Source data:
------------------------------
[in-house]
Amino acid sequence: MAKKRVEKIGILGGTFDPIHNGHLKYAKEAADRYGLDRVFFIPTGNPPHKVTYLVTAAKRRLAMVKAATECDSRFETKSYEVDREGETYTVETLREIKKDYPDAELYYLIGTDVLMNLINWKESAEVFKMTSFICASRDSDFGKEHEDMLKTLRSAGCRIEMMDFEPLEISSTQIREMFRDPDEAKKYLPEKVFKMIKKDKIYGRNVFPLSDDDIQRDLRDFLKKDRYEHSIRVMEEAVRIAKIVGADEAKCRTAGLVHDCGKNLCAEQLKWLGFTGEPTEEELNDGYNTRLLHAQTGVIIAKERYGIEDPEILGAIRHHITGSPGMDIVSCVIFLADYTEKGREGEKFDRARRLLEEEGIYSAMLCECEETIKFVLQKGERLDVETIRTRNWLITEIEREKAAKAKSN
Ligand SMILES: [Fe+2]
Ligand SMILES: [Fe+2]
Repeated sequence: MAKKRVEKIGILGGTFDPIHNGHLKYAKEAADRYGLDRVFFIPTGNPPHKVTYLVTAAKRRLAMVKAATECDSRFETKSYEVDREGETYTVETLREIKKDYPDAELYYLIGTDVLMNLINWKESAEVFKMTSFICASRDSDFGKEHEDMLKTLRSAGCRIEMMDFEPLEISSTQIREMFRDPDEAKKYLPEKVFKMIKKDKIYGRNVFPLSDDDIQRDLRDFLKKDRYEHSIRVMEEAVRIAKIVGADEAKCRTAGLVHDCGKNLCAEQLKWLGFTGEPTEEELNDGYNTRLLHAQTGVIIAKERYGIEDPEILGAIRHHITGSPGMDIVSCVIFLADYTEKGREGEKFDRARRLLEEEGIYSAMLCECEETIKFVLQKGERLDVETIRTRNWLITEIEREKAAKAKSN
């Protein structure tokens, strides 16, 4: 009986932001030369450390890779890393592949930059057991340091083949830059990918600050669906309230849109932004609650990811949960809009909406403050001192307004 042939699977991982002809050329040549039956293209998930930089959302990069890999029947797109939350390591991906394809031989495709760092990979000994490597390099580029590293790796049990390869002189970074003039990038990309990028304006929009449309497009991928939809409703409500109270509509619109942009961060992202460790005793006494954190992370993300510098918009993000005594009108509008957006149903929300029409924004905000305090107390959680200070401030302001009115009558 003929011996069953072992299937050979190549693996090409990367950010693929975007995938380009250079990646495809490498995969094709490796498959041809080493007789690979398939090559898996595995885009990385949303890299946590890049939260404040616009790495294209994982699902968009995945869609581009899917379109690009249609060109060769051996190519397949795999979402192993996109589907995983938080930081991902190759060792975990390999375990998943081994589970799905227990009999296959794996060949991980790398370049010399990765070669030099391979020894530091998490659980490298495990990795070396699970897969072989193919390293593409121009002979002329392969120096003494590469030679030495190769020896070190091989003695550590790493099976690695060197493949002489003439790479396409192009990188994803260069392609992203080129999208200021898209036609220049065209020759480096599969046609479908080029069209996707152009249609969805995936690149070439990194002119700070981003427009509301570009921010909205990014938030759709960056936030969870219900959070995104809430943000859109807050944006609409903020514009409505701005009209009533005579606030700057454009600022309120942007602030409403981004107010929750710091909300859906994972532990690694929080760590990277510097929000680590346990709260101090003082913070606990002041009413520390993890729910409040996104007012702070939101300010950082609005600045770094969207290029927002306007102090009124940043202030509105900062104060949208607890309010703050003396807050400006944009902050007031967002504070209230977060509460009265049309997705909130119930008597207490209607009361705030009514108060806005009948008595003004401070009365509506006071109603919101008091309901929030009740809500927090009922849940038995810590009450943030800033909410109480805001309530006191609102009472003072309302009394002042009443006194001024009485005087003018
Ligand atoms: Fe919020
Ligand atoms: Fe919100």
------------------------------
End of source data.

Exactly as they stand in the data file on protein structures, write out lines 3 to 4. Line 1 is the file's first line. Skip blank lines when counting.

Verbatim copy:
Ligand SMILES: [Fe+2]
Ligand SMILES: [Fe+2]